Will Hyperloop Transform Supply Chain?

The Edge Factor

      Author: Prabhu Soundarapandiyan  

Will Hyperloop Transform Supply Chain

Will Hyperloop Transform Supply Chain?

Hyperloop – the 5th mode of transport

The term ‘Hyperloop’ has become a buzz word in transportation, with many forums suggesting it as one of the best modes for reducing transportation time for goods by over 80%. If deployment of robots in the manufacturing floor was considered a transformation, hyperloop is going to set the next wave of transformation effect on the supply chain.

What is hyperloop?

Hyperloop is a proposed fifth mode of transportation where pods or containers travel at high speed at around 700 miles per hour through a tunnel which is pumped into near vacuum. Does this does sound a like a super-fast movement in a Hollywood movie? The industry is not very far away from implementing this technology and expected to be operational over the next five years. The plan is to transport goods and people using Hyperloop, this article will focus only on the goods movement and the related benefits and implications on supply chain.

How it will transform the supply chain?

Hyperloop’s super-fast speed is a great advantage for implementing Just-In-Time inventory practices. The organizations can plan around holding less inventory, decreasing the warehouse footprint and the associated operational and overhead costs. It is estimated that the transporters can move twenty times as much cargo at fractional costs per kilo, which also means that cargo will need to be packaged, loaded, unloaded and distributed from manufacturing location to hyperloop stations more quickly and effectively.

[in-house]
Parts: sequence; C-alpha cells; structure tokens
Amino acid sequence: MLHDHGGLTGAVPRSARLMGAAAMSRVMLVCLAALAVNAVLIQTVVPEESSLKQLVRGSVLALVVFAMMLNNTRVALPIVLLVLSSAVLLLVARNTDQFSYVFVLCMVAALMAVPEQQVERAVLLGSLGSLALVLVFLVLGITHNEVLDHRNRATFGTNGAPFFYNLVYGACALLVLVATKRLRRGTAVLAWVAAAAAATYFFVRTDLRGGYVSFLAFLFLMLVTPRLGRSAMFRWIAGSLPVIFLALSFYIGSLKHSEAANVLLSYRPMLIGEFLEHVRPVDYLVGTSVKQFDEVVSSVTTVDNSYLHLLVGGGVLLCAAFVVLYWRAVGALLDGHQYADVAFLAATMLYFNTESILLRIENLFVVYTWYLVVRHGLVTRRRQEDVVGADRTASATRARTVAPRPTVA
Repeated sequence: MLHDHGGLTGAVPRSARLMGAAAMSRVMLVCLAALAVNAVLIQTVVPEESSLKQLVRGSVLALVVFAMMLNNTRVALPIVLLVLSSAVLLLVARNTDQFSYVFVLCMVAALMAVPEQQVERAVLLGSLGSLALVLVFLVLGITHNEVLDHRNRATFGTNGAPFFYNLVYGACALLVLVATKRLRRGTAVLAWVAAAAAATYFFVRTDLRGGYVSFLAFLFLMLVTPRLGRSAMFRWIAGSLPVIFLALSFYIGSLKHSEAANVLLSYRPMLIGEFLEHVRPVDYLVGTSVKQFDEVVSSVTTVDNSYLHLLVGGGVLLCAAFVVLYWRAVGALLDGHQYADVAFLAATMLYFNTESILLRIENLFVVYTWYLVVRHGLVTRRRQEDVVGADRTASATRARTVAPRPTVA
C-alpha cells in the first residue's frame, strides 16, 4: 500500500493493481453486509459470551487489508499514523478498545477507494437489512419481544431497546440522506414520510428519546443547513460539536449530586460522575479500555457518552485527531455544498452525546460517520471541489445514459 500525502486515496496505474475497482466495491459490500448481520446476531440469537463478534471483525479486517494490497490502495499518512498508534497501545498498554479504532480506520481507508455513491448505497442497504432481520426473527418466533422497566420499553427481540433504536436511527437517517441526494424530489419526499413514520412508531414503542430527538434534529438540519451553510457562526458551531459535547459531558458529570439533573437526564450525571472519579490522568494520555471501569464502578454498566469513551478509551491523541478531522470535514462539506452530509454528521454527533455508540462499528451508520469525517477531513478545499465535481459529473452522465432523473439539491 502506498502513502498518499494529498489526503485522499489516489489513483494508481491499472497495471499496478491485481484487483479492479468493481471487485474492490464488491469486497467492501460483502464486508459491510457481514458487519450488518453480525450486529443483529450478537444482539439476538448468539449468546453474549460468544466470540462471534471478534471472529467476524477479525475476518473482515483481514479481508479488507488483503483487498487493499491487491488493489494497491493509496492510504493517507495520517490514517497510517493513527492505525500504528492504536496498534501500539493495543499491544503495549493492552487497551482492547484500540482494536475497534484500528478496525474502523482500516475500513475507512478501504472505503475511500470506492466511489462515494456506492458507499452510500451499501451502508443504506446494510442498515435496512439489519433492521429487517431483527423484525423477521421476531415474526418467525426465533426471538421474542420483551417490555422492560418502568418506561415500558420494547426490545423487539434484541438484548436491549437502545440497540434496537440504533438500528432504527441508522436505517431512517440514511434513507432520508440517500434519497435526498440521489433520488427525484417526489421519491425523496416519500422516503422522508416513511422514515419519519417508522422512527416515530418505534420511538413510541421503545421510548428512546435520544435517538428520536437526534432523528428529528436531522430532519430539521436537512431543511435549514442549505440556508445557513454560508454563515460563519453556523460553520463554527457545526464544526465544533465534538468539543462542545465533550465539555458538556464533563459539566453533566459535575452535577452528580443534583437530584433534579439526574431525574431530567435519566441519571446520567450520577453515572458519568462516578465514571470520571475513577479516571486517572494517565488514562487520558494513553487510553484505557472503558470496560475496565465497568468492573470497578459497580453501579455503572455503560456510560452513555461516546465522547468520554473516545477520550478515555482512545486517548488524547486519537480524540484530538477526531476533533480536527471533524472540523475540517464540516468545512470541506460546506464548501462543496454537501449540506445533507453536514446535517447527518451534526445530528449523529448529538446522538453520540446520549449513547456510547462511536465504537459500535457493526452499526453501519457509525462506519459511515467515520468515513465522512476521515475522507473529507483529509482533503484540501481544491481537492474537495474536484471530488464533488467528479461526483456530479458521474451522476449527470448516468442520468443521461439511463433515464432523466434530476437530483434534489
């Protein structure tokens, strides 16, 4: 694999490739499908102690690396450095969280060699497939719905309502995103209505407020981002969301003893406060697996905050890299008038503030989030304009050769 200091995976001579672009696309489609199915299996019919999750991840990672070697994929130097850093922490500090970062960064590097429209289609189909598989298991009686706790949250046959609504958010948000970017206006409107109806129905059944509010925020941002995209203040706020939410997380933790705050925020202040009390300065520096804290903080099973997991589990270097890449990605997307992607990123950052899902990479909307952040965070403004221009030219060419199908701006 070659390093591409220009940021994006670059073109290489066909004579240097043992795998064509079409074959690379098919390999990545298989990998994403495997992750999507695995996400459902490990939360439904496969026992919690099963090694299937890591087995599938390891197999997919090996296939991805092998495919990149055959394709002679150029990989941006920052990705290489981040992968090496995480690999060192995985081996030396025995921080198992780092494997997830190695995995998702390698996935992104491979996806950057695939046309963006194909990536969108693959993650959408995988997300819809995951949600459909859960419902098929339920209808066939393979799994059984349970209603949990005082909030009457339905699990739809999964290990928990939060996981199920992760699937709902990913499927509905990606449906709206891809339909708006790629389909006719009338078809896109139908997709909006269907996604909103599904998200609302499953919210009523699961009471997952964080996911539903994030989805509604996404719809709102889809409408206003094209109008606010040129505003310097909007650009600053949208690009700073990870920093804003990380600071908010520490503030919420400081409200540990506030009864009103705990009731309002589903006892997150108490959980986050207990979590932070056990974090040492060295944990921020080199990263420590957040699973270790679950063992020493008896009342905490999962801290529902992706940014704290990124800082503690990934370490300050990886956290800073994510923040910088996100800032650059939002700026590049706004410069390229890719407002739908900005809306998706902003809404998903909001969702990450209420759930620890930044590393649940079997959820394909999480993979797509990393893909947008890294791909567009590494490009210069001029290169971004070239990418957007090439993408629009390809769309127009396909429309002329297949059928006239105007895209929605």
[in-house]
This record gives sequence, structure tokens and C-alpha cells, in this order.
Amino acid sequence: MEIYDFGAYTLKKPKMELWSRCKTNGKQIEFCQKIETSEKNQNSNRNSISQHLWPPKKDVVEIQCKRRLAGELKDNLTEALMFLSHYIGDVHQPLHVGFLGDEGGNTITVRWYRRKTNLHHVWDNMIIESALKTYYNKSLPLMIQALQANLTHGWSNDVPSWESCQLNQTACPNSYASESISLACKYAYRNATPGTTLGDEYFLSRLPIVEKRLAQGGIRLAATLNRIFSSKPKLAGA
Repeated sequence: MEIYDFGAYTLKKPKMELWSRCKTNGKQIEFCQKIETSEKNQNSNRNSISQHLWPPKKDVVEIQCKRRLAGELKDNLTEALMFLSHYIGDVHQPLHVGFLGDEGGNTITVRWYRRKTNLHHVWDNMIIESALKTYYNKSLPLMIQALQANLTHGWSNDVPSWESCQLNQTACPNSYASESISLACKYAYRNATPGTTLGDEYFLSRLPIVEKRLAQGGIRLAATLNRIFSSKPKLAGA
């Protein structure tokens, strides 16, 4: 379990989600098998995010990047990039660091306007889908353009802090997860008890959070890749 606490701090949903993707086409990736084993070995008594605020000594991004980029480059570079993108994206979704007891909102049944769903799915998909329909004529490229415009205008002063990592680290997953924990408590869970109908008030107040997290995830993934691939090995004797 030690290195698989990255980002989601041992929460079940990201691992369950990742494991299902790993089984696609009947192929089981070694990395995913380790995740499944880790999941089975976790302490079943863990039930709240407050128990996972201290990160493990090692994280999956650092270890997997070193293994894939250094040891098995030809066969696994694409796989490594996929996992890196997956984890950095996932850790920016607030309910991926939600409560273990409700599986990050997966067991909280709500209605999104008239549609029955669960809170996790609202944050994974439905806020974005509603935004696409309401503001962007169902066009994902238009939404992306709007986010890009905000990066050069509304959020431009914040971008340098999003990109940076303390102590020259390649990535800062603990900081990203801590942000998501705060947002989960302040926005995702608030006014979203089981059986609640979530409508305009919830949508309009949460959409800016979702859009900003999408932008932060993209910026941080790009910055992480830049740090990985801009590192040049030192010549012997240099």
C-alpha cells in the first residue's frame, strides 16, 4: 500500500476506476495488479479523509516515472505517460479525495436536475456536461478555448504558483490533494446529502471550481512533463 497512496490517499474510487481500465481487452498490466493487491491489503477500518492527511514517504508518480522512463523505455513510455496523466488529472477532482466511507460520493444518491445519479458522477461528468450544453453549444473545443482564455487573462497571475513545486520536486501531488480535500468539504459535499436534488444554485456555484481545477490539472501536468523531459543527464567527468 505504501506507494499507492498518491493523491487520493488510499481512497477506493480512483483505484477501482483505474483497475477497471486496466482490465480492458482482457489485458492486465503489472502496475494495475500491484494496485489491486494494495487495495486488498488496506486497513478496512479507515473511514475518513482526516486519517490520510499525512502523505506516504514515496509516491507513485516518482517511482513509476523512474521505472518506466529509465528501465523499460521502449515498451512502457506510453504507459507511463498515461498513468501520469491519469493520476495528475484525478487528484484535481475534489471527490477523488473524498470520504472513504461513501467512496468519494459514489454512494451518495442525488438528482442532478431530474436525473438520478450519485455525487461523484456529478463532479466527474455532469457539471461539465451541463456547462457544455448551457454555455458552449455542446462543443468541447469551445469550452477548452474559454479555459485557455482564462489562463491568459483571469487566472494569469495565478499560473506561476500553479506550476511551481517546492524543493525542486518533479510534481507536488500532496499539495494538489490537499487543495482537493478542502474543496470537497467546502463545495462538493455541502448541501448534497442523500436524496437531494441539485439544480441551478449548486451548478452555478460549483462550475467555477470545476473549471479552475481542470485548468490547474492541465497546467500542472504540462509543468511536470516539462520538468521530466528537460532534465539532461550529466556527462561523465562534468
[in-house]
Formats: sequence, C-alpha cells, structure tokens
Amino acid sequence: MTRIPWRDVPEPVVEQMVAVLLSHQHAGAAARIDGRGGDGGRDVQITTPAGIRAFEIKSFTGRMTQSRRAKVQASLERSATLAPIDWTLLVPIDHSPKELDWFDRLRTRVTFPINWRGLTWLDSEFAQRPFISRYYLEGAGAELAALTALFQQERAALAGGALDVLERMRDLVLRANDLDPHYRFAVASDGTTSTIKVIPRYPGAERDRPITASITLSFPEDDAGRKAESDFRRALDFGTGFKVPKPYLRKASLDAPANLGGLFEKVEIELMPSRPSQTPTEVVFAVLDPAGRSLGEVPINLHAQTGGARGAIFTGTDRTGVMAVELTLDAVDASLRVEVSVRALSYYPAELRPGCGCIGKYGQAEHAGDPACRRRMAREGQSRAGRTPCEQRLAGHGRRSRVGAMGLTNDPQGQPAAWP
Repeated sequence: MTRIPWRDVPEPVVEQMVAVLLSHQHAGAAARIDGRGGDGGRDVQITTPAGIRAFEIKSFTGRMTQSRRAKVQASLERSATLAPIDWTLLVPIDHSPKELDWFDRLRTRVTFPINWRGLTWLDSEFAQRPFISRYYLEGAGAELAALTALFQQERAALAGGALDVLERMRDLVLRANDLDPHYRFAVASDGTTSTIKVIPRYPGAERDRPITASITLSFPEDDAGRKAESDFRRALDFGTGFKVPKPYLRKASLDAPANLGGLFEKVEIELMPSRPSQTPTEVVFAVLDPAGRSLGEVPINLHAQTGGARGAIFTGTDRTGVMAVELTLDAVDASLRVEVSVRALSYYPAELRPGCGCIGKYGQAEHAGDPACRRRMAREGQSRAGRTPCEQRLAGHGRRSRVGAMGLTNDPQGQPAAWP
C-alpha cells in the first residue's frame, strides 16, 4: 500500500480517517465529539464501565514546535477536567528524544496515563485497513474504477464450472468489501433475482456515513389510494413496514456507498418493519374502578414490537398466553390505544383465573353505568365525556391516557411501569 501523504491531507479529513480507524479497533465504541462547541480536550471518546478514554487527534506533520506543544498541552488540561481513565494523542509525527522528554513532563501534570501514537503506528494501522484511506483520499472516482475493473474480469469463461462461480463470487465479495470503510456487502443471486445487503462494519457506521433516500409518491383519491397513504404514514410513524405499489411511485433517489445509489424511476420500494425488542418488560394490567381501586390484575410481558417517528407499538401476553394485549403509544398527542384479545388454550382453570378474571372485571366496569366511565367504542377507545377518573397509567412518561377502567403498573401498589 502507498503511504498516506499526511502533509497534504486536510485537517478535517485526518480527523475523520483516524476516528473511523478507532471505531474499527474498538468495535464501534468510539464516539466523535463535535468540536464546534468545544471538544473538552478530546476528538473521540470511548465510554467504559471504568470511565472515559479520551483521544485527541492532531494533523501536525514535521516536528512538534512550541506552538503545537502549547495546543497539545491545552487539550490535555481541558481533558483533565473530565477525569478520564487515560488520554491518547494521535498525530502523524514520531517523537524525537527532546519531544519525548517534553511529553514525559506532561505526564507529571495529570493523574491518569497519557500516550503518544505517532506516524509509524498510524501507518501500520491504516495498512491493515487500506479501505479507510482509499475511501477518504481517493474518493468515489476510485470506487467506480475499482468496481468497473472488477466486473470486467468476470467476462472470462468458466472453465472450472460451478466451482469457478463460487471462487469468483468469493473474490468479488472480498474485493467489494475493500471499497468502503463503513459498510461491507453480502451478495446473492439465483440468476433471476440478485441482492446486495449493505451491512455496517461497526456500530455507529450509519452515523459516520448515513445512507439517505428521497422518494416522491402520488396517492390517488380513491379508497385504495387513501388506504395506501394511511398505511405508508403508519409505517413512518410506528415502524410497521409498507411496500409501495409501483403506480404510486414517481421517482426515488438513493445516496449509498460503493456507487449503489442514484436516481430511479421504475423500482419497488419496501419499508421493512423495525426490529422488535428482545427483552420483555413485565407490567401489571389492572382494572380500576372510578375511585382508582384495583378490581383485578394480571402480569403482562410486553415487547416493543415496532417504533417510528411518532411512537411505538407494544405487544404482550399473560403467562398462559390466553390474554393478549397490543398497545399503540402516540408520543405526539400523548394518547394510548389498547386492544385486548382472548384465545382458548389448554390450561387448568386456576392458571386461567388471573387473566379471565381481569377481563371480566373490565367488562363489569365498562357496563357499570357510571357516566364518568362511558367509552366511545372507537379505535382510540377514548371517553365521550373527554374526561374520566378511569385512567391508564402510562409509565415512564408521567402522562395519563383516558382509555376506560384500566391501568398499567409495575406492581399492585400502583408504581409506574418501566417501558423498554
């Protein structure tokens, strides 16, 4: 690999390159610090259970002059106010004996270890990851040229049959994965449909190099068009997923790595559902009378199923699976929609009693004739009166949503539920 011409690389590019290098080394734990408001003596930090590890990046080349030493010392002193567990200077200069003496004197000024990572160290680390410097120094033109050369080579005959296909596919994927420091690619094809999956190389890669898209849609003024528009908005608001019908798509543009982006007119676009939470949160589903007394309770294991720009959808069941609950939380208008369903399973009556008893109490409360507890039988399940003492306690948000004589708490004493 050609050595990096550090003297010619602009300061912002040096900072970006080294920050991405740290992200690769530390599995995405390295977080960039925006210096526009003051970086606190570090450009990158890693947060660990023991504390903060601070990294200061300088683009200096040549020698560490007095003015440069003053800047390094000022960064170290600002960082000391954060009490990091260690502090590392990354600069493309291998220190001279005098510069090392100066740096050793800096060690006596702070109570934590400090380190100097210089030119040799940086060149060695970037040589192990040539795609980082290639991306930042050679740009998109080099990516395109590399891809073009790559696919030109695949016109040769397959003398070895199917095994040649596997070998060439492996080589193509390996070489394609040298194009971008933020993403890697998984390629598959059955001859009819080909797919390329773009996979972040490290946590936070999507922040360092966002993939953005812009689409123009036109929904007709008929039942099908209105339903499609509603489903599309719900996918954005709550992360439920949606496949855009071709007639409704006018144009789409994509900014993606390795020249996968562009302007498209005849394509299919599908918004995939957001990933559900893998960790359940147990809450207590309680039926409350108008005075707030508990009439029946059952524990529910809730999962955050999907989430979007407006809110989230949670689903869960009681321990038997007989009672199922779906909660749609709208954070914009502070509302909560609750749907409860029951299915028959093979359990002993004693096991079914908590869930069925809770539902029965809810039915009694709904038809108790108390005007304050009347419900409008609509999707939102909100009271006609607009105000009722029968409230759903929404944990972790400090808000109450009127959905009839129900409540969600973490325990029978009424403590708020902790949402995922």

The cost of building a hyperloop is estimated to be significantly less than constructing a high- speed railway line for the same distance. As the route is 100% electric, the greenhouse gas emissions may be lowered by up to 86,000 tons over 30 years. There are some technological and regulatory hurdles in implementation, but they are eventually expected to be overcome. Given the cost benefits in setting up and managing the infrastructure and the fact that there are already six private players in the race, the Hyperloop seems to be a winning candidate.


Though the technology is in the initial stages of commercialization, India might be the first country to get Hyperloop operational within the next 5 years. This would be a major paradigm shift to generate tremendous opportunities for the market players in the areas of supply chain planning and inventory management.



What we found interesting

"Here is an interesting video about Hyperloop"



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